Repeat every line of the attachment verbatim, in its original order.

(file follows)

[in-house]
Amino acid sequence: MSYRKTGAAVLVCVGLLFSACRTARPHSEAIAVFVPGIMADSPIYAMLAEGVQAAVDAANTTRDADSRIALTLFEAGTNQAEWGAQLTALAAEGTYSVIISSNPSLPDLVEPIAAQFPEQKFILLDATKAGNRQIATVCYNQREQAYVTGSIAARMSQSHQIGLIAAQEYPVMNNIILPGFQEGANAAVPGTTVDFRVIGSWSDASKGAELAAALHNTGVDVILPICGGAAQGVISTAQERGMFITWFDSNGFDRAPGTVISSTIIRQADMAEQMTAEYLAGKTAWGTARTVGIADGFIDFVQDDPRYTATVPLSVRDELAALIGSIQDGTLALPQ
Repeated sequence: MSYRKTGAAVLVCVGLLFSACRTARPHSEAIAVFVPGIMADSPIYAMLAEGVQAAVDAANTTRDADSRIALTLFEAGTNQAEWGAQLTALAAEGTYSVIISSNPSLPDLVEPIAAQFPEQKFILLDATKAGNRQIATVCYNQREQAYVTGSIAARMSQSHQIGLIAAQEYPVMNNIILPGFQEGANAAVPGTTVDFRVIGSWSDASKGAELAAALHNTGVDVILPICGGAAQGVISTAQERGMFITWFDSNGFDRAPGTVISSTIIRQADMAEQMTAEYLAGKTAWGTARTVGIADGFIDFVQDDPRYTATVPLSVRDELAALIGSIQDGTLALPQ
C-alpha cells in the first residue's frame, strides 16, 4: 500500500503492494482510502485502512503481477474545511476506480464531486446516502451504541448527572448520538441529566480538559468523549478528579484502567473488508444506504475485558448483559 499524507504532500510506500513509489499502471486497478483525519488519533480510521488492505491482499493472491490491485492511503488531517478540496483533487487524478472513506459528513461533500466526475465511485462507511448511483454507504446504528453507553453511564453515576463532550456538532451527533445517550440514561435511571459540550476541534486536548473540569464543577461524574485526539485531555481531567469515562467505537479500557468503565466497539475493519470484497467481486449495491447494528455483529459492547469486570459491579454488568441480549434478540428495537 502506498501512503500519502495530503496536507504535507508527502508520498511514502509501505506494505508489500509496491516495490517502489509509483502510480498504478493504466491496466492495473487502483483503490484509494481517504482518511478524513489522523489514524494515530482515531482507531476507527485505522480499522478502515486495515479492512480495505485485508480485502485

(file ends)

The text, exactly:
[in-house]
Amino acid sequence: MSYRKTGAAVLVCVGLLFSACRTARPHSEAIAVFVPGIMADSPIYAMLAEGVQAAVDAANTTRDADSRIALTLFEAGTNQAEWGAQLTALAAEGTYSVIISSNPSLPDLVEPIAAQFPEQKFILLDATKAGNRQIATVCYNQREQAYVTGSIAARMSQSHQIGLIAAQEYPVMNNIILPGFQEGANAAVPGTTVDFRVIGSWSDASKGAELAAALHNTGVDVILPICGGAAQGVISTAQERGMFITWFDSNGFDRAPGTVISSTIIRQADMAEQMTAEYLAGKTAWGTARTVGIADGFIDFVQDDPRYTATVPLSVRDELAALIGSIQDGTLALPQ
Repeated sequence: MSYRKTGAAVLVCVGLLFSACRTARPHSEAIAVFVPGIMADSPIYAMLAEGVQAAVDAANTTRDADSRIALTLFEAGTNQAEWGAQLTALAAEGTYSVIISSNPSLPDLVEPIAAQFPEQKFILLDATKAGNRQIATVCYNQREQAYVTGSIAARMSQSHQIGLIAAQEYPVMNNIILPGFQEGANAAVPGTTVDFRVIGSWSDASKGAELAAALHNTGVDVILPICGGAAQGVISTAQERGMFITWFDSNGFDRAPGTVISSTIIRQADMAEQMTAEYLAGKTAWGTARTVGIADGFIDFVQDDPRYTATVPLSVRDELAALIGSIQDGTLALPQ
C-alpha cells in the first residue's frame, strides 16, 4: 500500500503492494482510502485502512503481477474545511476506480464531486446516502451504541448527572448520538441529566480538559468523549478528579484502567473488508444506504475485558448483559 499524507504532500510506500513509489499502471486497478483525519488519533480510521488492505491482499493472491490491485492511503488531517478540496483533487487524478472513506459528513461533500466526475465511485462507511448511483454507504446504528453507553453511564453515576463532550456538532451527533445517550440514561435511571459540550476541534486536548473540569464543577461524574485526539485531555481531567469515562467505537479500557468503565466497539475493519470484497467481486449495491447494528455483529459492547469486570459491579454488568441480549434478540428495537 502506498501512503500519502495530503496536507504535507508527502508520498511514502509501505506494505508489500509496491516495490517502489509509483502510480498504478493504466491496466492495473487502483483503490484509494481517504482518511478524513489522523489514524494515530482515531482507531476507527485505522480499522478502515486495515479492512480495505485485508480485502485